Investment bank Keefe Bruyette & Woods released their first quarter bank preview report to clients April 5. In the report, the research team led by analyst Brian Kleinhanzl upgraded Citigroup and Wells Fargo to “Outperform” from “Market Perform.”
Kleinhanzl is raising his price target on Citi to $US69 from $US56, because he believes that rising rates, deregulation, and share repurchases will lead to higher rates of return for the bank.
Additionally, KBW thinks that the departure of Fed Governor Daniel Tarullo will be a tailwind. Tarullo headed up Dodd-Frank regulation implementation at the Fed, and was focused on banking regulation. “We have grown more confident that Citi will be able to return capital at a higher level due to regulatory changes post -election (e.g., Fed Governor Tarullo leaving),” the note said.
For years Citi has had a very modest valuation, thought by some to be a value trap. Although Citi’s valuation is low, KBW does not believe that is the case.
“Citi currently trades at 9.8 times our 2018 estimate and 0.9 2x tangible book value , both steep discounts to peers (Exhibit 3),” KBW notes. “Part of the discount is due to lower returns, but as returns increase then we believe the discount should dissipate and provide investors an opportunity to find deep value in a sector that has seen valuation increase meaningfully in the last nine months.”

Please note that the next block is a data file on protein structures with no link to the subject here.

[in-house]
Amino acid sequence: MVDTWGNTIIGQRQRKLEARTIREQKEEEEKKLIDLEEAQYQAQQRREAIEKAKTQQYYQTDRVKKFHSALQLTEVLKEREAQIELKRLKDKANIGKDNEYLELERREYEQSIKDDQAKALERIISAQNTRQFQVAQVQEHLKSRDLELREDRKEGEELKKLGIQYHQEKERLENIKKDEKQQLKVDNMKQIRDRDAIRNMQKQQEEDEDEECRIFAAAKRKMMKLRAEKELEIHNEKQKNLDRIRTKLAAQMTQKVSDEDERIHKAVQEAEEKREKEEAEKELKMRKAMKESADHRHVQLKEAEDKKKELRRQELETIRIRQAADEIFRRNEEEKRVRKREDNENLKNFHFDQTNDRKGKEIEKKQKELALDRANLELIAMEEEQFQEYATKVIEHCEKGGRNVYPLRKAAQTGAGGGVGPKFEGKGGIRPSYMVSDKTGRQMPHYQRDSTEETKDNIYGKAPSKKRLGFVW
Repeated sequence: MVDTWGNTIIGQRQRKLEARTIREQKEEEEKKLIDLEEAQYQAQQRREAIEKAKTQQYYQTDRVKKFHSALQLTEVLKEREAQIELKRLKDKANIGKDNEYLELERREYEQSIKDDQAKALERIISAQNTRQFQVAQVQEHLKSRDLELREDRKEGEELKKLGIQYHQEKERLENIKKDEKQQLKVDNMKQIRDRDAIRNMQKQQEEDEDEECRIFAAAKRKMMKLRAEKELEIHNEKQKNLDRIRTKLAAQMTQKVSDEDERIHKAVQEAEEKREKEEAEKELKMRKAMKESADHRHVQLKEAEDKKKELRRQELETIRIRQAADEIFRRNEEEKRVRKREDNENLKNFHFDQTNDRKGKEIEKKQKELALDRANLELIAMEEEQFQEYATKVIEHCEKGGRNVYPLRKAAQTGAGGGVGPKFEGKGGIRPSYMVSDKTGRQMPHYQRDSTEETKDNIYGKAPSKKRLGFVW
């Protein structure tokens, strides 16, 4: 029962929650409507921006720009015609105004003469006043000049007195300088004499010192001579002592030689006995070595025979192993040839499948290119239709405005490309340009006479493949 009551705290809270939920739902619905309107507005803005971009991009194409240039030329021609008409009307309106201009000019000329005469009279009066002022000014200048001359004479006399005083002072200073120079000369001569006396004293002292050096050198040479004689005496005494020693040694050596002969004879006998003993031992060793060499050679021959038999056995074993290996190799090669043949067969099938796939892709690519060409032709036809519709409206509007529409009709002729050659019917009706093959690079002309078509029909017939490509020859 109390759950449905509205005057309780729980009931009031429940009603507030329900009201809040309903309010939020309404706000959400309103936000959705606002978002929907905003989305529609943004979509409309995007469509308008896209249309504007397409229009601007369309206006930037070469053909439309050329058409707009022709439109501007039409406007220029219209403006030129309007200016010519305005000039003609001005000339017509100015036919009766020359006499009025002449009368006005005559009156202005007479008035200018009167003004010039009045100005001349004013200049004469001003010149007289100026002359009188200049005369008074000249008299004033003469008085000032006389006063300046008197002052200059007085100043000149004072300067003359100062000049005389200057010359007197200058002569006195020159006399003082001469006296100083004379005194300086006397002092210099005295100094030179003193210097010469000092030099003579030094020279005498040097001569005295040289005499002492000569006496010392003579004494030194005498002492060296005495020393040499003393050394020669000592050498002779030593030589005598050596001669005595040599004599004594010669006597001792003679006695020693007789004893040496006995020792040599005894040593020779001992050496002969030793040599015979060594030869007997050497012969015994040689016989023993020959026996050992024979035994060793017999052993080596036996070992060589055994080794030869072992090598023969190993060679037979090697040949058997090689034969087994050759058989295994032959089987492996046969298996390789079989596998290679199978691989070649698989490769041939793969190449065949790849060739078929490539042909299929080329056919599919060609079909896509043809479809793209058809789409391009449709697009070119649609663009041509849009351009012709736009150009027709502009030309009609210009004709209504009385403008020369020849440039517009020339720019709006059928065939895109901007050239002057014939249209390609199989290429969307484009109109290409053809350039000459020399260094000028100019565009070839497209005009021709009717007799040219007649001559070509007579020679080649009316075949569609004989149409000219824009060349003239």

On Wells Fargo, Kleinhanzl is raising his price target on the California-based bank to $US63 from $US53.
During the last several months, KBW has valued Wells Fargo with a significant discount due to the negative sentiment surrounding the bank following the accounts scandal” at retail Wells Fargo locations. KBW is raising their price target because it thinks that Wells has moved passed the point where the scandal impacts earnings and the stock.
“We increased the required rate of return after the cross-sell scandal started, but we now believe required returns should be lower after WFC settled the class action lawsuits and several key metrics within the customer retail data have inflected positively,” Kleinhanzl wrote. “Thus, the clouds of uncertainty have parted from our view.”
Wells has traditionally traded at a multiple premium compared to other mainstream banks, but they lost that premium as a result of the fallout from the accounts scandal.
Kleinhanzl believes that Wells will get their premium back, and that now is the time to buy Wells if you want to get it at a discount.
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